Turkish President Recep Tayyip Erdogan, a few days before the elections scheduled for tomorrow, May 14, moved to decisive action. He raised the salaries of 700,000 civil servants by 45%. The minimum wage for this category of citizens was increased to 15,000 liras (about $770). It is clear that Erdogan is trying to get the favor of the electorate in this way.
“Erdogan’s economic policy was not perfect. The Turkish domestic market suffered a very big loss. The population is extremely unhappy with what happened. They began to live two, if not three times worse with rising inflation in the country and the depreciation of the national currency – the lira – against the US dollar. The dissatisfaction of the population is more than justified, and for Erdogan this is a very dangerous moment. Erdogan may lose ,” Vasily Koltashov, head of the Center for Political Economic Studies of the Institute of the New Society, told Paragraph.
Türkiye is facing a massive currency crisis. At the end of 2022, inflation there amounted to 64.27%. The savings of the population are rapidly depreciating, and solvency is falling. Türkiye found itself in this position due to the president’s economic experiment. He actually cracked down on the independence of the Central Bank and imposed his monetary policy on it. Its essence lies in the fight against rising inflation by lowering the key rate.
The logic is this:
The rate is reduced → money becomes cheaper and more profitable for business → business increases production → more goods and food are on the shelves due to increased supply → prices begin to fall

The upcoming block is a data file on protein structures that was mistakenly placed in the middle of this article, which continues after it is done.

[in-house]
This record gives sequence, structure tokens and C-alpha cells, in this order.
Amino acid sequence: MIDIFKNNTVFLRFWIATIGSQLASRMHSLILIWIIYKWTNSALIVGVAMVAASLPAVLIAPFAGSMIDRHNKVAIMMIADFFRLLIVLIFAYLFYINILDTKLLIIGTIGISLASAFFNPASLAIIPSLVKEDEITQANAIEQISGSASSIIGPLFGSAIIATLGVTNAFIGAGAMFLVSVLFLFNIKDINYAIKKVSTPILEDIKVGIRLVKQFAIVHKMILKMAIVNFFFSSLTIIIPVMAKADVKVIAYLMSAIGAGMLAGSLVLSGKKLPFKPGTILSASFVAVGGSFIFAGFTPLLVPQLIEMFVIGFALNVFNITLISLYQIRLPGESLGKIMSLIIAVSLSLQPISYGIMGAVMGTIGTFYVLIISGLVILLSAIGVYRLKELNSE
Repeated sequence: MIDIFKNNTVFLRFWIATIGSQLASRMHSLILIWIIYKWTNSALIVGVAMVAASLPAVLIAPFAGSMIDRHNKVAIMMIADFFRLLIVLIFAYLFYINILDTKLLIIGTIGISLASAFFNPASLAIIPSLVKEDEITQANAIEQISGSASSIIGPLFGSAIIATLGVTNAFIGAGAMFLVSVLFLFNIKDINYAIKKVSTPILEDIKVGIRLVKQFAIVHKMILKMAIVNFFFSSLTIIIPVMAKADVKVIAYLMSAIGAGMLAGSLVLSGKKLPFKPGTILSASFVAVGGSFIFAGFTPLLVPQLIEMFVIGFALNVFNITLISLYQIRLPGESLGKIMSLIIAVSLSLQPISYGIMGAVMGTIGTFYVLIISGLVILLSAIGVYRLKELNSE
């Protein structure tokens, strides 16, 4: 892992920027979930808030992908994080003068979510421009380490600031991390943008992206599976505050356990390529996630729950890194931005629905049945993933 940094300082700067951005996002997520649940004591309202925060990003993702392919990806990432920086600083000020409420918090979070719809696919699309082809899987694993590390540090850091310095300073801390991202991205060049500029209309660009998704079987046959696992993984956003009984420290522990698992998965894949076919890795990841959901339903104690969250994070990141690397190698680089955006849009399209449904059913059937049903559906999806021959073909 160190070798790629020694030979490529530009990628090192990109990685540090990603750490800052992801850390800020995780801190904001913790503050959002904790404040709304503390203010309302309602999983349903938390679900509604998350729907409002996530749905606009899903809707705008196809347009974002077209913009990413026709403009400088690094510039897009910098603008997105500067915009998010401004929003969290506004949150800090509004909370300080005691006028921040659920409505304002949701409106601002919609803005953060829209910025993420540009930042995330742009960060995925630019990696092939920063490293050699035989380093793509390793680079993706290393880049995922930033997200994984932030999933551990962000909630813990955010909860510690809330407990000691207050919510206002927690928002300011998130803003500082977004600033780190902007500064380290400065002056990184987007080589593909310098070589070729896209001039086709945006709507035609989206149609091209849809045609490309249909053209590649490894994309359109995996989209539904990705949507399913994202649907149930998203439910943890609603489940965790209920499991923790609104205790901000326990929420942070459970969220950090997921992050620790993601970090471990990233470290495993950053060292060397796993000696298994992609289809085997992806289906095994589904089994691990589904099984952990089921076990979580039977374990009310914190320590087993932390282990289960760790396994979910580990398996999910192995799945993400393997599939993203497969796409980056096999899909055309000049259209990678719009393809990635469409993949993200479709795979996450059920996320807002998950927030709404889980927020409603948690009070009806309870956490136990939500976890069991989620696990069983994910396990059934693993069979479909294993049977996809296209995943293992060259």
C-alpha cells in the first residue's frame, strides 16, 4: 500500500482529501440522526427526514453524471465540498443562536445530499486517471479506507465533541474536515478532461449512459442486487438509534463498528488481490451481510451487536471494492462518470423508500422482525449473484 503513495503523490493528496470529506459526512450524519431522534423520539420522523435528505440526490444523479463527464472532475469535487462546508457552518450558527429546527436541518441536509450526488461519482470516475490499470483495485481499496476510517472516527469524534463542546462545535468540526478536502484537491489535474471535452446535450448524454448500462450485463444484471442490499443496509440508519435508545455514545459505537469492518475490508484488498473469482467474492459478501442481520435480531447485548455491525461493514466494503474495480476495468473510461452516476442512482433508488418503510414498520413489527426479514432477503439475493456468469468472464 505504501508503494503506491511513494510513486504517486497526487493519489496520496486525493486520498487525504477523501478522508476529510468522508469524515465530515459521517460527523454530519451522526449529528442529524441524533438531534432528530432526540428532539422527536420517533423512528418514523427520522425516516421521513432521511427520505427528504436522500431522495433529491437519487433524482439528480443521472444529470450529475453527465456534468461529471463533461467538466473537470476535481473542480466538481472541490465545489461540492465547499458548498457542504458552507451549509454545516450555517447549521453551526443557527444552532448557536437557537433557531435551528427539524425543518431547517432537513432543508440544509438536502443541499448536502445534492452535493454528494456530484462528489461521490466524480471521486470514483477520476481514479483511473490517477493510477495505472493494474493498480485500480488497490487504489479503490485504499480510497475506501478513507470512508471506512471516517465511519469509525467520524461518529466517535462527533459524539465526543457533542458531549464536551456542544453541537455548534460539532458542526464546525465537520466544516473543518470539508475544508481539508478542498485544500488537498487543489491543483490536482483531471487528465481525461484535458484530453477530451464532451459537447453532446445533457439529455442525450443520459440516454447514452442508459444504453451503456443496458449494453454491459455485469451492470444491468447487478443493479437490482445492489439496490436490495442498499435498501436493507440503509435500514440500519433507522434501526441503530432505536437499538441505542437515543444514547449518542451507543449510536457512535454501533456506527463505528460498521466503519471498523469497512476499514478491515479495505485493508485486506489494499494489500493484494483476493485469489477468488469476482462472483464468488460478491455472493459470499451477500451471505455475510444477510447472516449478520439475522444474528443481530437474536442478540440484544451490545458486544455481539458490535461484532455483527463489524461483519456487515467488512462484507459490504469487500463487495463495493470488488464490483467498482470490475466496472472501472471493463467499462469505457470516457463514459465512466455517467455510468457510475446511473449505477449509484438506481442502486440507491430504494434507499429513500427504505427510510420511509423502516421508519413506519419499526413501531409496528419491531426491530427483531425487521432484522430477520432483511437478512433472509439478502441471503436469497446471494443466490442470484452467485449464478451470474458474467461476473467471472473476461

It seems that there is a sense in this approach, but economic practice is still taking precedence over theory, and in life everything looks different:
There is more money in the market → their value falls → inflation rises
Who will win the upcoming elections is still a big question. It comes to the point that polls on one street in Istanbul give victory to the opposition leader Kemal Kılıçdaroğlu, and on the next one – to the incumbent president.
Economic indicators with which Türkiye approaches the elections:
- annual inflation reached 43.7% in April 2023
- trade deficit increased by 43.9% in April
- Central Bank reserves dropped below $116 billion
- for one dollar they give 19.5 Turkish lira, although two years ago the rate was 8 lira per dollar
The likelihood of political change in Turkey is very high. For our country, Erdogan’s departure after 20 years in power is not the best scenario, since it will mean Ankara’s turn to the West.